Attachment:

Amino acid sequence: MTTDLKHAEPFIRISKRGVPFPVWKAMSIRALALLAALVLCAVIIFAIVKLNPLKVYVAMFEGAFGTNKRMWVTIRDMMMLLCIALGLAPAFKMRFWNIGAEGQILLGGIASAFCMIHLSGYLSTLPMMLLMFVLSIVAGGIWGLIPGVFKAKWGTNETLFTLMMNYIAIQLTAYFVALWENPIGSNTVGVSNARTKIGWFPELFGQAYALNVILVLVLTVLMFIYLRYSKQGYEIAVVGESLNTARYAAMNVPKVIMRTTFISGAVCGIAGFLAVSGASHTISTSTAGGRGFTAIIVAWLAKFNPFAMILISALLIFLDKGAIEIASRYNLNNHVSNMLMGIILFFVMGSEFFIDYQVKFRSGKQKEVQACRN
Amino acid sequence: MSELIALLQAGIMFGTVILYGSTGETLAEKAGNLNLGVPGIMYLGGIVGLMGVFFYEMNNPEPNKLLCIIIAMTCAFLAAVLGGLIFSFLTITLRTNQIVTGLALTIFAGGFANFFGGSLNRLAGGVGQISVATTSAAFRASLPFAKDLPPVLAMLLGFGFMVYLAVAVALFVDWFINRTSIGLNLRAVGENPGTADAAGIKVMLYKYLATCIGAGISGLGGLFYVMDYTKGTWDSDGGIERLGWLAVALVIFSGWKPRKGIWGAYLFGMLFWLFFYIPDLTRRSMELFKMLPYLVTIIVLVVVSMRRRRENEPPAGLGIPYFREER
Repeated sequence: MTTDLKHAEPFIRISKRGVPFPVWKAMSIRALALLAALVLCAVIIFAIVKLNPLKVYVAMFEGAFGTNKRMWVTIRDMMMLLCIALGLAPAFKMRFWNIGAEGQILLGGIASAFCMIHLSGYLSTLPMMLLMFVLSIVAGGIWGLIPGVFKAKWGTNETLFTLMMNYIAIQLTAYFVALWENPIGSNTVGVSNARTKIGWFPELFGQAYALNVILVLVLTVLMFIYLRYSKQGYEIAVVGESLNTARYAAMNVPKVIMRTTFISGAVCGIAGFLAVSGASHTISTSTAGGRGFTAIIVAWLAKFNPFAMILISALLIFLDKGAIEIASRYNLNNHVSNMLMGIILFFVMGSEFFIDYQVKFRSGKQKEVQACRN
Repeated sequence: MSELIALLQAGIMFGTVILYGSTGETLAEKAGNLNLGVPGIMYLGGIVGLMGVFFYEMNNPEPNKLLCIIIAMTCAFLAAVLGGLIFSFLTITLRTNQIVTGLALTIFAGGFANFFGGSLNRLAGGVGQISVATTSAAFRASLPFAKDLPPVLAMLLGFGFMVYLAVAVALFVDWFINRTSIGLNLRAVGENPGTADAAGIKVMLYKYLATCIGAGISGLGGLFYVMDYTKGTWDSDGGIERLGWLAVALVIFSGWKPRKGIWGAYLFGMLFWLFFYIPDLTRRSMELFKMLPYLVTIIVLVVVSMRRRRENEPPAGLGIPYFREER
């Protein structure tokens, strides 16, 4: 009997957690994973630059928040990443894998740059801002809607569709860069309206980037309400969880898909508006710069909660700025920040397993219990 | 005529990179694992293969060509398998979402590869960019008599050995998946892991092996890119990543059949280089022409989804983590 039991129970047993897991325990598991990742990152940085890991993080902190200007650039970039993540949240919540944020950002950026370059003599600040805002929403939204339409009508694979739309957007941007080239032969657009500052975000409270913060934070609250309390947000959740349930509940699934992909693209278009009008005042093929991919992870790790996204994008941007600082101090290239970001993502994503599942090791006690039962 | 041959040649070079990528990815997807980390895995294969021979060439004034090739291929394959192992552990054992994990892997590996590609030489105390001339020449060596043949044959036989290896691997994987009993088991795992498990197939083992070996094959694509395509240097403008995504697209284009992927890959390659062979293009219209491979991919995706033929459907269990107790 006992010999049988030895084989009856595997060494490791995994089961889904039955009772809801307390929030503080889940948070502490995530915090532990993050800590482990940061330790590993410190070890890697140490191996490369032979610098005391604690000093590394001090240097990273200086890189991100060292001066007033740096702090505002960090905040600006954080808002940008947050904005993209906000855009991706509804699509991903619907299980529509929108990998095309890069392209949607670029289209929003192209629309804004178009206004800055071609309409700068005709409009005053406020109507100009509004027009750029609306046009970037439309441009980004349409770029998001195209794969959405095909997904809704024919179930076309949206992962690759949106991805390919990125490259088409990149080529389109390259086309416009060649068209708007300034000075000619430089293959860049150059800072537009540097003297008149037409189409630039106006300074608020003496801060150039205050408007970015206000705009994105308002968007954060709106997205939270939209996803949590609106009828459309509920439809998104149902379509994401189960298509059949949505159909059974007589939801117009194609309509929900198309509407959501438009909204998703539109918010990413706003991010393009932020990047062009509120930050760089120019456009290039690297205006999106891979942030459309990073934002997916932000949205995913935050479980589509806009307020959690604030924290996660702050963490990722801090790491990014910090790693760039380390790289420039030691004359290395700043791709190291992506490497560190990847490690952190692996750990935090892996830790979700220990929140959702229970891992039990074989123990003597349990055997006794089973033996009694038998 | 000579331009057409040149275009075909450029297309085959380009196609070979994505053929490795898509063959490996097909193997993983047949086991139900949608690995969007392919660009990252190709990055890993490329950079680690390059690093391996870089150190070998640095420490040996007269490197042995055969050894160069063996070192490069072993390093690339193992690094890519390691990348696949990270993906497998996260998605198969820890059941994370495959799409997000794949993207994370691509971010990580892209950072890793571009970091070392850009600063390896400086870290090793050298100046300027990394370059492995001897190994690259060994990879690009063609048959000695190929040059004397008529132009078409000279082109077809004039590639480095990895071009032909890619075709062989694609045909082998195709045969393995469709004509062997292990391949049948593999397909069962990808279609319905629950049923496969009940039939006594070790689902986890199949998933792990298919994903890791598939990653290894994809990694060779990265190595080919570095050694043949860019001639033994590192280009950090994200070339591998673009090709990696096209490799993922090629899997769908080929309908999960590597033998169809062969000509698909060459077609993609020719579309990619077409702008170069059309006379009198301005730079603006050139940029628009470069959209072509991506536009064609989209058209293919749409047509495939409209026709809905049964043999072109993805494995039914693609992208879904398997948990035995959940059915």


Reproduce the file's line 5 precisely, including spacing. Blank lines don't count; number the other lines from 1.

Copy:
């Protein structure tokens, strides 16, 4: 009997957690994973630059928040990443894998740059801002809607569709860069309206980037309400969880898909508006710069909660700025920040397993219990 | 005529990179694992293969060509398998979402590869960019008599050995998946892991092996890119990543059949280089022409989804983590 039991129970047993897991325990598991990742990152940085890991993080902190200007650039970039993540949240919540944020950002950026370059003599600040805002929403939204339409009508694979739309957007941007080239032969657009500052975000409270913060934070609250309390947000959740349930509940699934992909693209278009009008005042093929991919992870790790996204994008941007600082101090290239970001993502994503599942090791006690039962 | 041959040649070079990528990815997807980390895995294969021979060439004034090739291929394959192992552990054992994990892997590996590609030489105390001339020449060596043949044959036989290896691997994987009993088991795992498990197939083992070996094959694509395509240097403008995504697209284009992927890959390659062979293009219209491979991919995706033929459907269990107790 006992010999049988030895084989009856595997060494490791995994089961889904039955009772809801307390929030503080889940948070502490995530915090532990993050800590482990940061330790590993410190070890890697140490191996490369032979610098005391604690000093590394001090240097990273200086890189991100060292001066007033740096702090505002960090905040600006954080808002940008947050904005993209906000855009991706509804699509991903619907299980529509929108990998095309890069392209949607670029289209929003192209629309804004178009206004800055071609309409700068005709409009005053406020109507100009509004027009750029609306046009970037439309441009980004349409770029998001195209794969959405095909997904809704024919179930076309949206992962690759949106991805390919990125490259088409990149080529389109390259086309416009060649068209708007300034000075000619430089293959860049150059800072537009540097003297008149037409189409630039106006300074608020003496801060150039205050408007970015206000705009994105308002968007954060709106997205939270939209996803949590609106009828459309509920439809998104149902379509994401189960298509059949949505159909059974007589939801117009194609309509929900198309509407959501438009909204998703539109918010990413706003991010393009932020990047062009509120930050760089120019456009290039690297205006999106891979942030459309990073934002997916932000949205995913935050479980589509806009307020959690604030924290996660702050963490990722801090790491990014910090790693760039380390790289420039030691004359290395700043791709190291992506490497560190990847490690952190692996750990935090892996830790979700220990929140959702229970891992039990074989123990003597349990055997006794089973033996009694038998 | 000579331009057409040149275009075909450029297309085959380009196609070979994505053929490795898509063959490996097909193997993983047949086991139900949608690995969007392919660009990252190709990055890993490329950079680690390059690093391996870089150190070998640095420490040996007269490197042995055969050894160069063996070192490069072993390093690339193992690094890519390691990348696949990270993906497998996260998605198969820890059941994370495959799409997000794949993207994370691509971010990580892209950072890793571009970091070392850009600063390896400086870290090793050298100046300027990394370059492995001897190994690259060994990879690009063609048959000695190929040059004397008529132009078409000279082109077809004039590639480095990895071009032909890619075709062989694609045909082998195709045969393995469709004509062997292990391949049948593999397909069962990808279609319905629950049923496969009940039939006594070790689902986890199949998933792990298919994903890791598939990653290894994809990694060779990265190595080919570095050694043949860019001639033994590192280009950090994200070339591998673009090709990696096209490799993922090629899997769908080929309908999960590597033998169809062969000509698909060459077609993609020719579309990619077409702008170069059309006379009198301005730079603006050139940029628009470069959209072509991506536009064609989209058209293919749409047509495939409209026709809905049964043999072109993805494995039914693609992208879904398997948990035995959940059915």